The difference in taxation on financial transactions between Japan and the United States: Can the U.S. system and theory be the model?
The income taxation systems on financial transactions in Japan are much different from those in the U.S.; they adopt withholding and separated taxation systems on interest and capital gains from security transactions. These current systems reflect two characteristics of the Japanese society -- an excess savings economy and the restriction of tax implementation. The U.S. comprehensive income taxation system has long been a model since Japan had an overall tax reform based on the recommendations by Columbia Professor Shoup in 1950, but recently, many proposals of overall tax reform in the U.S. seem to deviate from the conventional idea of comprehensive income taxation and prefer a consumption tax or a broad-based income tax like the Comprehensive Business Income Tax (CBIT). Also in Japan, deviating from the idea of comprehensive taxation, the Dual Income Taxation (DIT) in the Nordic countries, which taxes all capital income at the proportional corporate tax rate lower than that on labor income, seem to attract more interest from tax specialists. Japan had major reforms of taxation on capital gains from security transactions in 2001. Focusing on the argument over the capital gains taxation and the overall taxation on capital income, this paper surveys the arguments of U.S. economists over them and their implications, evaluates the recent reforms of capital gains taxation in Japan, and argues about the desirable future taxation system in Japan.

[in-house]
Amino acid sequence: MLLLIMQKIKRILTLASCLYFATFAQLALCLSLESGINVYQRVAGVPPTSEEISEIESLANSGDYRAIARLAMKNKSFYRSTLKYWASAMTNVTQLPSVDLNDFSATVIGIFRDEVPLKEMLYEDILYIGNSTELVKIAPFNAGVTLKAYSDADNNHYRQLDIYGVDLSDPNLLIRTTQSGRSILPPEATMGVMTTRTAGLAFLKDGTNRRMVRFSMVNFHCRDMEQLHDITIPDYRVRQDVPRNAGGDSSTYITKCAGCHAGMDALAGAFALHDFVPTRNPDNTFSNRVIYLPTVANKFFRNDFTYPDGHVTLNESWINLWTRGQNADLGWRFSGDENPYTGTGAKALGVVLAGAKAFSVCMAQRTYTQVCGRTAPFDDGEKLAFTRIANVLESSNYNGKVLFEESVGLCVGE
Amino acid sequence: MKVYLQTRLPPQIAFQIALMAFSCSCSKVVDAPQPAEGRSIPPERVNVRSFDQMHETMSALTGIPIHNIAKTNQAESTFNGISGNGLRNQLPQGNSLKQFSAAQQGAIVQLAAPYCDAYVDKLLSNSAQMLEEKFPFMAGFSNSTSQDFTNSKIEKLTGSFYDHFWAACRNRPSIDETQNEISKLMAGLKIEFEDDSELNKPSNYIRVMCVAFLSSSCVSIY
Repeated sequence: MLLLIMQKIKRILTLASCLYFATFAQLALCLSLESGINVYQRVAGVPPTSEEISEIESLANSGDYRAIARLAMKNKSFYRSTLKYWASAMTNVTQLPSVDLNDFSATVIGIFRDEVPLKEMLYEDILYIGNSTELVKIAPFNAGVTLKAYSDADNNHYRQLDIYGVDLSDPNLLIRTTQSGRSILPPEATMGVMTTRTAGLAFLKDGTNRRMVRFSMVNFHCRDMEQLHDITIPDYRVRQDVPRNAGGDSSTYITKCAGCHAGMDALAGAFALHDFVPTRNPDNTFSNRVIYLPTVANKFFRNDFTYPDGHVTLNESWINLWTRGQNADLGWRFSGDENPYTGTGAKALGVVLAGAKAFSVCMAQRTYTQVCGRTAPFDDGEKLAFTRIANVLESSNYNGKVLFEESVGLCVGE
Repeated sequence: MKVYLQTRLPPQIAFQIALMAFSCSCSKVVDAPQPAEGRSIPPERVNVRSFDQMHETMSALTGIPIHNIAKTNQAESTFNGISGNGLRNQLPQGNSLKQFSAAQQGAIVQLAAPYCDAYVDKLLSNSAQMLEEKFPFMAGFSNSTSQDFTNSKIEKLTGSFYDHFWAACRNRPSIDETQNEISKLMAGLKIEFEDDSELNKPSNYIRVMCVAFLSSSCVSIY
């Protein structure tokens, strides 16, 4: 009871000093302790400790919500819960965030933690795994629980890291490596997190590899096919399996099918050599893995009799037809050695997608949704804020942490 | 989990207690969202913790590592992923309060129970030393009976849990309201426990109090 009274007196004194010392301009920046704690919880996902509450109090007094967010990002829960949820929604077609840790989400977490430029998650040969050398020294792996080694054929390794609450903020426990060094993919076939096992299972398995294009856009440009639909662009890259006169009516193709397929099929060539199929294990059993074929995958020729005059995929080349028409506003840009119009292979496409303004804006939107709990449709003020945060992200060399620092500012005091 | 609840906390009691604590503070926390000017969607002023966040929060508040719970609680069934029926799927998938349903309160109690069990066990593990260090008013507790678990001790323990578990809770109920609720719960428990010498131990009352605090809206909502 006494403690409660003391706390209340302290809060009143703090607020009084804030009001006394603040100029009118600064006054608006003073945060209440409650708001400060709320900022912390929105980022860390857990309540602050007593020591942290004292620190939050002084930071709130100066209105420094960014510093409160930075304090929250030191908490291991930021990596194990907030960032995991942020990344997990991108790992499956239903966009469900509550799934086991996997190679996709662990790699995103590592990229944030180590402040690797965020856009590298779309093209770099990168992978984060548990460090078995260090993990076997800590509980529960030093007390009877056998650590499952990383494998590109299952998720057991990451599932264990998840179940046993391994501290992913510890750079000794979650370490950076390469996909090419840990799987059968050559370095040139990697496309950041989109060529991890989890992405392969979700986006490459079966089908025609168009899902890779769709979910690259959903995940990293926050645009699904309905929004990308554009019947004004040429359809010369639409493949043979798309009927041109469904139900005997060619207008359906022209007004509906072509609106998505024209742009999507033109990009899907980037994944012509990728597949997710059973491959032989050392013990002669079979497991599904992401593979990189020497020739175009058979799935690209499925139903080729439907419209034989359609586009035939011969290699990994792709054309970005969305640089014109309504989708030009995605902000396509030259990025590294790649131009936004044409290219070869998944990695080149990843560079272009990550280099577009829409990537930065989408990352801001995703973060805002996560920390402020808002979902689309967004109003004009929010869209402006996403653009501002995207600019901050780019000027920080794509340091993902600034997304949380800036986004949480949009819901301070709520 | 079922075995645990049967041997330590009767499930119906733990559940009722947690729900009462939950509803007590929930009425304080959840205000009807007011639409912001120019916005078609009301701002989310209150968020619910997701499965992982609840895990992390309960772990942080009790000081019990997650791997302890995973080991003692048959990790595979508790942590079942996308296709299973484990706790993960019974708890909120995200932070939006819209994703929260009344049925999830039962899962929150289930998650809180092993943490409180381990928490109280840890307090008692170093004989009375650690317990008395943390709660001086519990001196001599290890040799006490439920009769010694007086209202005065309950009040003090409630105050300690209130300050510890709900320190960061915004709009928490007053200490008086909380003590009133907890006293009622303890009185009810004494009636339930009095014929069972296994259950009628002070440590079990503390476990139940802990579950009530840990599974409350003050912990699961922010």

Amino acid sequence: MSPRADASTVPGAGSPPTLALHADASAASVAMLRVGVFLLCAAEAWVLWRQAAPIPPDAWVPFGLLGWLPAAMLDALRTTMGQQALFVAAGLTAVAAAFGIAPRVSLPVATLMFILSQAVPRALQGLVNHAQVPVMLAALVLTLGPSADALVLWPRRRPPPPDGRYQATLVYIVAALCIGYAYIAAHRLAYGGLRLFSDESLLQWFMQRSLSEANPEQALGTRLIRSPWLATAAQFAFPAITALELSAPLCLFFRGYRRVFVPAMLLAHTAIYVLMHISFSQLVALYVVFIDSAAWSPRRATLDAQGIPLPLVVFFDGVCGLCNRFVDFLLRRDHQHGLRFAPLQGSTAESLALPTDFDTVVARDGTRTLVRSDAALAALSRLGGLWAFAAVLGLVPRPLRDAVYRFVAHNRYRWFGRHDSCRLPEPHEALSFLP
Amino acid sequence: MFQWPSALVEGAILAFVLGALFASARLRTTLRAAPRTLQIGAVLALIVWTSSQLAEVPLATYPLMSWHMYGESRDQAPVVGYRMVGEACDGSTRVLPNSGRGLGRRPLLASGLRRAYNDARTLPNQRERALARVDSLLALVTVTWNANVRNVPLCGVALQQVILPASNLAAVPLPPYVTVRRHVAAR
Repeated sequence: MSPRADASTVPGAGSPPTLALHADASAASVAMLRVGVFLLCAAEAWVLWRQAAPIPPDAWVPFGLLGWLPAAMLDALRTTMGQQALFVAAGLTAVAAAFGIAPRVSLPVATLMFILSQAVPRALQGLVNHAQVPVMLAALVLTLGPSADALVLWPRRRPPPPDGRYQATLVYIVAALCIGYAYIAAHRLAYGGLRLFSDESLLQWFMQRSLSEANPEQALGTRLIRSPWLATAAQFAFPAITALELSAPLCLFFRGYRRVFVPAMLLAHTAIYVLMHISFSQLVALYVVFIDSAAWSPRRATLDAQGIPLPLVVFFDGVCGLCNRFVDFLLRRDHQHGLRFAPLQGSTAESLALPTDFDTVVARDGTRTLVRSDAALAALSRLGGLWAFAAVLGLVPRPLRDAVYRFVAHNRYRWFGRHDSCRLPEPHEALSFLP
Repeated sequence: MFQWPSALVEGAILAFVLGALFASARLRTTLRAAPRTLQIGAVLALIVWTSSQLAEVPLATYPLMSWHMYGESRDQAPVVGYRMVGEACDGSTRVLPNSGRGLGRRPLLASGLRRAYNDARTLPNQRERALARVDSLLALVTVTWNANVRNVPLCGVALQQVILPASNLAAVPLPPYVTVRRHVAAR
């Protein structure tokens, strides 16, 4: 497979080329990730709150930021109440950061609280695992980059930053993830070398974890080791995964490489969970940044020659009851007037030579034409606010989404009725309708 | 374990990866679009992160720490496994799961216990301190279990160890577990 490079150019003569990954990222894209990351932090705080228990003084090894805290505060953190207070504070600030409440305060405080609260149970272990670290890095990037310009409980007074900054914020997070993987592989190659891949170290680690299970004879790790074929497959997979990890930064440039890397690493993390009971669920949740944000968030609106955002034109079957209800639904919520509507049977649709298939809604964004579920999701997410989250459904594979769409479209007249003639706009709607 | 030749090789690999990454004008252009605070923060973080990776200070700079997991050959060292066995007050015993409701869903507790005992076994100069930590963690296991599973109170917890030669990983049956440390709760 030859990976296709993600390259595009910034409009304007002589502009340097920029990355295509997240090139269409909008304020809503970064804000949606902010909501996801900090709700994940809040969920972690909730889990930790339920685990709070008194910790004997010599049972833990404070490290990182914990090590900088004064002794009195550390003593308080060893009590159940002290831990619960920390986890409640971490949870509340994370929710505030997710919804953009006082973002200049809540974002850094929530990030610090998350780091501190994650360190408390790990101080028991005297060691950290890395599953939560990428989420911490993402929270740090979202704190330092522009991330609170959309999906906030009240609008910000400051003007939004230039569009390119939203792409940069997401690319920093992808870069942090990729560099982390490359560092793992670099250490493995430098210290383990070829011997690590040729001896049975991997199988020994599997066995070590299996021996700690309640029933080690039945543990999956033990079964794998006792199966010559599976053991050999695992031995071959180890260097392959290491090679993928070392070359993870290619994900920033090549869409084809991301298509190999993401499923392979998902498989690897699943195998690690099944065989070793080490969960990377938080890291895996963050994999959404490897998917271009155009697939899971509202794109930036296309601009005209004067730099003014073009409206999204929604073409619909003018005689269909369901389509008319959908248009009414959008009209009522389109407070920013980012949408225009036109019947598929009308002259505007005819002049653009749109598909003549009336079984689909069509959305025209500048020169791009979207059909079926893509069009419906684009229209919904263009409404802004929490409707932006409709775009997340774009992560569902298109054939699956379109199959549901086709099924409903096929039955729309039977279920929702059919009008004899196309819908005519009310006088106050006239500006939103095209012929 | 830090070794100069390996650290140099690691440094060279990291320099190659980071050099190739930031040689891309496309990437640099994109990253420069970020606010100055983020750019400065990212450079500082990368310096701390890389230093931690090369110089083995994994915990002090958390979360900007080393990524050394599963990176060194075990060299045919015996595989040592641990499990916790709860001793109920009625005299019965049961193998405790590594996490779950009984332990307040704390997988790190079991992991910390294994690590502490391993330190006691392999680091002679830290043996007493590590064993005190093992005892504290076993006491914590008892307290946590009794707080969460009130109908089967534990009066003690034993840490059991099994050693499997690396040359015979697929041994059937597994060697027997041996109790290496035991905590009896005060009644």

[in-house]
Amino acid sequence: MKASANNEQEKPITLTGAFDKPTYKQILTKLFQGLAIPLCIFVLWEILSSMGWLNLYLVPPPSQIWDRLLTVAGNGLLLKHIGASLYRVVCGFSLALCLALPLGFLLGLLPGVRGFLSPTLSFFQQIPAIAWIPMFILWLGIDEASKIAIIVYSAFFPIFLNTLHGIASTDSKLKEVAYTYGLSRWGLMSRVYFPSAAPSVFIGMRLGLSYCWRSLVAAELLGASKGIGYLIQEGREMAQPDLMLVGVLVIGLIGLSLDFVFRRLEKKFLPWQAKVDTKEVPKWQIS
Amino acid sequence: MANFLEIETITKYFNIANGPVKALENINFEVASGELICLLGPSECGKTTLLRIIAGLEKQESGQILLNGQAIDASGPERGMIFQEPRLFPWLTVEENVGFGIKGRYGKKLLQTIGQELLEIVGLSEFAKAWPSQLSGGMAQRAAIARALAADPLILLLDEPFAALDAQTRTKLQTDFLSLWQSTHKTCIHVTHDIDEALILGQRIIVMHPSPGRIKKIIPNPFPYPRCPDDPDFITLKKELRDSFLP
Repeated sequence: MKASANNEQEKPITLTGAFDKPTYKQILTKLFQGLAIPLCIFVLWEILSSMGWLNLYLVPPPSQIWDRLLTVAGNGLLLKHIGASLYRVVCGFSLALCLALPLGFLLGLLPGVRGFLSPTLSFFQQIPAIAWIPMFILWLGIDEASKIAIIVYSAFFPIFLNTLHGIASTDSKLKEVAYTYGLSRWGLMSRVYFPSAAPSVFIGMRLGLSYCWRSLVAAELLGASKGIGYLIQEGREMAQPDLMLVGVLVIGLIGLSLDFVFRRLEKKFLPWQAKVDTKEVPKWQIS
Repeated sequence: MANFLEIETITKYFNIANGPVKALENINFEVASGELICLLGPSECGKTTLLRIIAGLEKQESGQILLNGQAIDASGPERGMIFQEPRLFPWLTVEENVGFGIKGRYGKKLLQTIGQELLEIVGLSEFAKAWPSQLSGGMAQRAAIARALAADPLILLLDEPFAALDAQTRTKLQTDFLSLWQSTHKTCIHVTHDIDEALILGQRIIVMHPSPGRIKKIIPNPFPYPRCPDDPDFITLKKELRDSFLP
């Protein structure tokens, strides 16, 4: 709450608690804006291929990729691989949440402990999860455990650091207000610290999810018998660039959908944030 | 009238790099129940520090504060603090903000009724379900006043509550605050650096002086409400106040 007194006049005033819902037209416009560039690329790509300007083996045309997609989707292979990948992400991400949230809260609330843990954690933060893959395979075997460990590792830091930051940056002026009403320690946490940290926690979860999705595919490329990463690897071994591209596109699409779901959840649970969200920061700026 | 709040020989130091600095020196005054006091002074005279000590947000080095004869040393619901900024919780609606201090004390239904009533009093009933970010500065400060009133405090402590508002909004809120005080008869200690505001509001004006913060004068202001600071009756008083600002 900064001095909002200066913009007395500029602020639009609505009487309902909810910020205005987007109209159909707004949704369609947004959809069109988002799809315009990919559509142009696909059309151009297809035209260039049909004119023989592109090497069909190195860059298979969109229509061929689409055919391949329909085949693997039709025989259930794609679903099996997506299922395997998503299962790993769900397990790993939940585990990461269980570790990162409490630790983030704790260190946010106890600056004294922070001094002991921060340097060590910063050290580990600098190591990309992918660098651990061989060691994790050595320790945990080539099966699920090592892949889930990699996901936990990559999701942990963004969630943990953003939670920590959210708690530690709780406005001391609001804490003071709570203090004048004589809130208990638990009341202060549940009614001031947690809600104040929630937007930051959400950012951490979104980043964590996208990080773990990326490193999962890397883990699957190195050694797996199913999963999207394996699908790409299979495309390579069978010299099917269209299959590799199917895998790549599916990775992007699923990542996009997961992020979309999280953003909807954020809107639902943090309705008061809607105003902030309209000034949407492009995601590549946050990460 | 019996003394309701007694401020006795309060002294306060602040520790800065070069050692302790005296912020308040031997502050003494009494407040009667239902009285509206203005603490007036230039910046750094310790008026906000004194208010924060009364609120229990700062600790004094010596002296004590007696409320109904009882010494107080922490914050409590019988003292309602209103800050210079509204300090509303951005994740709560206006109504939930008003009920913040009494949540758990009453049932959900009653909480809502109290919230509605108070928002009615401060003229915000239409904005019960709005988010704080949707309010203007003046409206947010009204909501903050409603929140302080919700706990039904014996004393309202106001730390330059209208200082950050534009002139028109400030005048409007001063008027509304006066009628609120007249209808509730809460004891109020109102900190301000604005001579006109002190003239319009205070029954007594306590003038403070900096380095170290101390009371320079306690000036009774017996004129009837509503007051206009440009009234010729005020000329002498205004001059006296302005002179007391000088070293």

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More About This Work
- Academic Units
- Center on Japanese Economy and Business
- Center on Japanese Economy and Business, Graduate School of Business, Columbia University
- Center on Japanese Economy and Business Working Papers, 216
- Published Here
- February 10, 2011